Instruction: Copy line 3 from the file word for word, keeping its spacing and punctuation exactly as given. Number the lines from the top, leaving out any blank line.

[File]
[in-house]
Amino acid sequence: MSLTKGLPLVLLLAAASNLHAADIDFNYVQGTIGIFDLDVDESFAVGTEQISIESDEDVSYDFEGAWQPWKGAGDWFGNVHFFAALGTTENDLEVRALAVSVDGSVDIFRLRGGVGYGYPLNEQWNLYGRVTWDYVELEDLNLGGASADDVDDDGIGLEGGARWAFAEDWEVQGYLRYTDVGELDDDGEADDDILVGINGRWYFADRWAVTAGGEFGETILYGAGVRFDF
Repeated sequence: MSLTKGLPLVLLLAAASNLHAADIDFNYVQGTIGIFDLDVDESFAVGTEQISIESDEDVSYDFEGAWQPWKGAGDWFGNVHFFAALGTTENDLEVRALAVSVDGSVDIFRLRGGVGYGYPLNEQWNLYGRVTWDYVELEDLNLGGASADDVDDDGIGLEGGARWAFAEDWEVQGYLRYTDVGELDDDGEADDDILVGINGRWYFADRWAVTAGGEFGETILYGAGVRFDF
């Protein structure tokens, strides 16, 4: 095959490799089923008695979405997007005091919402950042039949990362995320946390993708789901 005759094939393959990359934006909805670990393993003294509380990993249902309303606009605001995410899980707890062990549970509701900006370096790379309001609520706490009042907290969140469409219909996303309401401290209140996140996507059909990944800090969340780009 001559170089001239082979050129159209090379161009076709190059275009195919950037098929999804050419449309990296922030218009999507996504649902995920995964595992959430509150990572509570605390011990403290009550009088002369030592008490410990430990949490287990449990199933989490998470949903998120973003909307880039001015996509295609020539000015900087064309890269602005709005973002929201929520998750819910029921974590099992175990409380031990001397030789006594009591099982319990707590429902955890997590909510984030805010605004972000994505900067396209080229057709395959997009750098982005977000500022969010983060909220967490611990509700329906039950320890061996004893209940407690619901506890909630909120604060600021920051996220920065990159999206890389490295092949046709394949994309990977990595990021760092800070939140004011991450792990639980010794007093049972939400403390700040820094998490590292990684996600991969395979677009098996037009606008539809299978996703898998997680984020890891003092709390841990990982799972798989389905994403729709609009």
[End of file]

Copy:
Repeated sequence: MSLTKGLPLVLLLAAASNLHAADIDFNYVQGTIGIFDLDVDESFAVGTEQISIESDEDVSYDFEGAWQPWKGAGDWFGNVHFFAALGTTENDLEVRALAVSVDGSVDIFRLRGGVGYGYPLNEQWNLYGRVTWDYVELEDLNLGGASADDVDDDGIGLEGGARWAFAEDWEVQGYLRYTDVGELDDDGEADDDILVGINGRWYFADRWAVTAGGEFGETILYGAGVRFDF